Acanthosis nigricans is a skin condition characterized by areas of dark, velvety discoloration in body folds and creases. The affected skin can become thickened. Most often, acanthosis nigricans affects your armpits, groin and neck.
The skin changes of acanthosis nigricans (ak-an-THOE-sis NIE-grih-kuns) typically occur in people who are obese or have diabetes. Children who develop the condition are at higher risk of developing type 2 diabetes. Rarely, acanthosis nigricans can be a warning sign of a cancerous tumor in an internal organ, such as the stomach or liver.
No specific treatment is available for acanthosis nigricans. Treatment of underlying conditions may restore some of the normal color and texture to affected areas of skin.
What Is Acanthosis Nigricans?
If you have acanthosis nigricans, you’re probably concerned about how it looks. You’ll notice that your skin is thicker and darker, especially around joints and areas with lots of creases and folds, like your knuckles, armpits, elbows, knees, and neck.
Some people see thicker, darker skin on the palms of their hands, inner thighs, groin, lips, or other areas. The skin usually stays soft, which is why the word “velvety” is often used to describe the symptoms of acanthosis nigricans.
Many people who have acanthosis nigricans have no other symptoms and are otherwise healthy. But because acanthosis nigricans can be a sign of other medical conditions, it’s a good idea for it to be checked out by a doctor.
<h3″>What Causes Acanthosis Nigricans?
People who are overweight or obese are more likely to develop acanthosis nigricans, which often lessens or goes away with weight loss. Some people with the condition inherit it. Certain medicines — for example, birth control pills or hormone treatments — also can cause acanthosis nigricans.
Sometimes, it’s seen in people who have type 2 diabetes or who are at greater risk for getting this type of diabetes. In these cases, acanthosis nigricans itself isn’t dangerous. But it can be a sign to doctors to check someone for diabetes or other health problems. Sometimes, finding and treating the health problem might make the person’s skin condition improve or clear up.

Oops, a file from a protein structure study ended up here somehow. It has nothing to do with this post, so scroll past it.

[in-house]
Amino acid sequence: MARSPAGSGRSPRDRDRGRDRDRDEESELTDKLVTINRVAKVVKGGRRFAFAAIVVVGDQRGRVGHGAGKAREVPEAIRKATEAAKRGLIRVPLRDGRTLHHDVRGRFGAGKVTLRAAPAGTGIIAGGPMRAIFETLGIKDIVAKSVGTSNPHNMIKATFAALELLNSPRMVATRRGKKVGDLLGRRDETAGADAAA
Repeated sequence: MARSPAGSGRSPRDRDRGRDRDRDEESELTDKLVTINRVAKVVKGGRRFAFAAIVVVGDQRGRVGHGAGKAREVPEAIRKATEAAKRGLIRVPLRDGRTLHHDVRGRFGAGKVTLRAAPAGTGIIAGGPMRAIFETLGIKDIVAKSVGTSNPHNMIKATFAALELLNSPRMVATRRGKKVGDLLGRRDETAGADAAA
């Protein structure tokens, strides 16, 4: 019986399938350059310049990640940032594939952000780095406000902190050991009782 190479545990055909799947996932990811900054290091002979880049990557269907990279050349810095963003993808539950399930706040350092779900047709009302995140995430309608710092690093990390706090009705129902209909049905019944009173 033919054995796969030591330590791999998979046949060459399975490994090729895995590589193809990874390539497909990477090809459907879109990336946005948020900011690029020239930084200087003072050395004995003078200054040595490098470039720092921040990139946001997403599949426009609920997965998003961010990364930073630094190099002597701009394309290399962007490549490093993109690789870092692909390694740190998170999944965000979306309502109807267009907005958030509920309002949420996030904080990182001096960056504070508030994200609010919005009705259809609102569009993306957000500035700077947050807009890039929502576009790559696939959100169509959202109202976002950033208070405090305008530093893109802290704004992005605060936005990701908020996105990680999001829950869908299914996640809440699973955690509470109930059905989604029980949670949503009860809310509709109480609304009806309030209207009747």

Almost 75% of kids with type 2 diabetes develop acanthosis nigricans, according to the American Diabetes Association. For many, getting their diabetes and weight (if they are overweight) under control goes a long way toward lessening the visibility of acanthosis nigricans.
What to Do
First of all, don’t panic. Acanthosis nigricans itself isn’t harmful or contagious. But you should see a doctor to make sure it’s not caused by something that does need attention. In some cases, acanthosis nigricans can be a signal that you’re at risk for diabetes. Whenever you notice a change in the color, thickness, or texture of your skin, it’s wise to see a health professional.
What to Expect
If you’re diagnosed with acanthosis nigricans, your doctor might want you to have a blood test or other tests to try to find what’s causing it or to look for other conditions (like type 2 diabetes) that happen more often in people with acanthosis nigricans.
Treatment for Acanthosis Nigricans
If your doctor finds that your acanthosis nigricans isn’t connected to a more serious medical condition, you don’t need to treat it. But you might want to if your doctor thinks there’s a way to help improve the appearance of your skin. Sometimes, acanthosis nigricans fades on its own.
Your doctor may prescribe lotions or creams. Ask as many questions as you need to in order to understand when and how to follow the treatment plan.
It’s easy to fall into believing the hype about bleaches, skin scrubs, and over-the-counter exfoliating treatments. But these aren’t likely to work and can irritate your skin, not to mention waste money!
Maintaining a healthy weight by staying physically active and eating well can help prevent or treat acanthosis nigricans in some cases.
You also should make plans to take care of yourself in other ways. Because this condition is visible, some people with acanthosis nigricans feel self-conscious or embarrassed about the way their skin looks. It can help to talk to a counselor, doctor, friend, or even peer support group to help you feel more confident. Your doctor or nurse probably can help you find local or online support groups. And don’t be afraid to talk to your friends. Good friends are the best support!